Underwater deep-sea miners encounter a Soviet wreck and bring back a dangerous cargo to their base on the ocean floor with horrifying results. The crew of the mining base must fight to survive against a genetic mutation that hunts them down one by one. Written by
Keith Loh <email@example.com>
In designing the creature of the film, Stan Winston and George P. Cosmatos went through a mini-library of marine life pictures and medical reference books. They were inspired by the physiology of the natural world, and came up with the idea of combining human body parts and elements of deep sea marine life into an unnatural creature never seen on film before. See more »
When Willie falls off the ridge, you see her walking among some large tube worms. Immediately before she says "My God", the worm to her left clearly shows a vertical seam where the left/right pieces of the worm were glued together. See more »
I'd been wanting to see "Leviathan" since I had somehow, out of nowhere, heard of it. Negative reviews (from IMDb, FYI) dulled my interests, but finally, I figured what the hell, and as it turned out, this isn't a bad movie.
A deep-sea mining crew, counting down to its last few days (well, first, of their project, and later, of their lives--ouch, that was pretty promo-like, huh?) and, seemingly out of nowhere, one of the crew members becomes infected with an odd sort of skin disease, which may lead back to a small, spider-like sea creature brought on board. In any event, things don't look good, and this disease is apparently something more. Something very deadly. This may also explain the sunken Russian ship they find, with the mysterious captain's log and, well...one thing leads to another, and "Alien"-style fun ensues as members of the small crew are infected or killed (or, in one rather unique case, kill themselves), leading up to a somewhat flat climax, where the film falters.
Indeed, we'll start with that. "Leviathan" has a good amount of build-up. Bores the hell out of some people, but it really isn't boring. (And doesn't take THAT long for the screaming to start, so to speak.) We get to know the characters, and what is going on here, and what is causing this whole fiasco. I, for one, liked that, and liked the way the characters are developed. Peter Weller as the pacifist head honcho, Beck. Richard Crenna as the doctor, Dr. Thompson. Amanda Pays as the requisite tough-but-likably-innocent miner, Willie. Daniel Stern as the slimy Sixpack, and so forth and so on. All in all, a great group of characters. (Loved Ernie Hudson's Jones.) And you don't really want to see them all die. So, when it all goes down, the movie manages to envoke some sympathy for them all.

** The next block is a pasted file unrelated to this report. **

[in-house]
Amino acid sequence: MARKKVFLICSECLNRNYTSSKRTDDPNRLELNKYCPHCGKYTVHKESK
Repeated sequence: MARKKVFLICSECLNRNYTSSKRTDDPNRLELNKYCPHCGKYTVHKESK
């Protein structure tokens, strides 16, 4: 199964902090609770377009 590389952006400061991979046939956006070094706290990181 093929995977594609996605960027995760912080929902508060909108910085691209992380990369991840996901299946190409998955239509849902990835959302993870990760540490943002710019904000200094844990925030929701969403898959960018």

But once it's time to get into action mode (running around steam-filled corridors, toting a flame-thrower, screaming and hollering and all that fun stuff) the movie doesn't deliver. Sure, the final trio of survivors gets to do their fair share of it, and they do it well. But then it just seems like the ending came too quickly, and there was still more to be milked. Let's look at "Alien" again. (I think it's a prerequisite that anyone who reviews this movie mention that one, too.) In the end, after everyone but Ripley is killed, we get a pretty harrowing thrill ride through the soon-to-be-detonating ship. Sure, it goes to the extent of Ripley going back to get the cat, but it's SCARY! And you're on the edge of your seat the whole time. Here...well, no cat, but the the mining ship was going to implode, due to lack of oxygen. So, what happened to all that drama and suspense? I felt a little cheated. Would have loved to have knocked off the others and left Willie running around doing all that fun stuff, trying to escape before she ran out of air. Instead...well, you get the point.
Since we're talking about characters a little, let's move on to the acting. For the most part, the cast gives a good show. Peter Weller is leading man material, and he pulled it off well. Richard Crenna never gives a downright bad performance, and I liked him here. Loved Amanda Pays's British accent, and she gave a good performance. Would have liked her a little bit more gun-ho, though, she seemed to need some saving a little too much. Daniel Stern has a surprisingly smaller role, considering his billing, but he does well with what he has to do. Ernie Hudson is a dependable actor, and you can always trust him to give a great performance. Here, he does it again. I really liked his character, he was probably the one I liked the most of them all. Another great actor is Hector Elizondo, and here he gives another very Hector Elizondo performance, and he does a great job. Lisa Eilbacher also gave a great performance, and I really liked her. Michael Carmine may have seemed a bit like the "we'll think of a character later" Hispanic, but I thought he did quite well, too. Last but not least, Meg Foster, who actually only appears on a television communicating with Beck (she sent them all down there) and a little bit in the end, but, well...she's got the most amazing eyes I've ever seen, and that's the most I could say for her.
The special effects are excellent, and with all this CGI crap we have today, its great to see these "genuine" effects, and they look great.
Overall, the movie isn't bad. It sustains a good amount of suspense in parts, and George P. Cosmatos can handle a swift action scene quite well. Check out "Cassandra Crossing" (the only other Cosmatos movie I've seen--I'll be sure to check out more), it's very Italian but it's a pretty good 70s disaster flick of his. The Jerry Goldsmith score is good, too. Not "The Omen" good, but he never fails to give a pretty rousing score.
So, in the end, "Leviathan" ain't bad. Try the much frowned-upon "Sphere" (I liked it) or "The Abyss" for similiar fun. Enjoy.
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